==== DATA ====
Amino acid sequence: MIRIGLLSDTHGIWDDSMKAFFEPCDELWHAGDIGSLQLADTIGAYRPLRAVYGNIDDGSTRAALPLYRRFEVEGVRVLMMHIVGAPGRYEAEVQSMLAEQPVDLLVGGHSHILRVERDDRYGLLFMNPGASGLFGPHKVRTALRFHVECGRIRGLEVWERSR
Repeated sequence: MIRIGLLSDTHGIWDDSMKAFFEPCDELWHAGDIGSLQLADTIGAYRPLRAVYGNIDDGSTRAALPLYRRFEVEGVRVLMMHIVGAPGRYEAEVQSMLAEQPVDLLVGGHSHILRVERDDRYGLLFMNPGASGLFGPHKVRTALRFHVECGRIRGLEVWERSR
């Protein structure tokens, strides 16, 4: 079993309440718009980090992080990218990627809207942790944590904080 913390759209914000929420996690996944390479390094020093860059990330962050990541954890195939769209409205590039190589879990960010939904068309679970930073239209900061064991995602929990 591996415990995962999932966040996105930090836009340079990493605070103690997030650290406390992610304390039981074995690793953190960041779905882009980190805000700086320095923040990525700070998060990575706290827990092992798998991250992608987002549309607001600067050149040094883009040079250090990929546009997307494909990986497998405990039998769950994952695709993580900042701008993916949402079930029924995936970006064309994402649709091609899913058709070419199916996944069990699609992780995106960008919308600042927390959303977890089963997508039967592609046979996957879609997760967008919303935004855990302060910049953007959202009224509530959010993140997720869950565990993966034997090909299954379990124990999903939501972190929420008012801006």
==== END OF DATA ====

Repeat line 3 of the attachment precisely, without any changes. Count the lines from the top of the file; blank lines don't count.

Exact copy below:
């Protein structure tokens, strides 16, 4: 079993309440718009980090992080990218990627809207942790944590904080 913390759209914000929420996690996944390479390094020093860059990330962050990541954890195939769209409205590039190589879990960010939904068309679970930073239209900061064991995602929990 591996415990995962999932966040996105930090836009340079990493605070103690997030650290406390992610304390039981074995690793953190960041779905882009980190805000700086320095923040990525700070998060990575706290827990092992798998991250992608987002549309607001600067050149040094883009040079250090990929546009997307494909990986497998405990039998769950994952695709993580900042701008993916949402079930029924995936970006064309994402649709091609899913058709070419199916996944069990699609992780995106960008919308600042927390959303977890089963997508039967592609046979996957879609997760967008919303935004855990302060910049953007959202009224509530959010993140997720869950565990993966034997090909299954379990124990999903939501972190929420008012801006």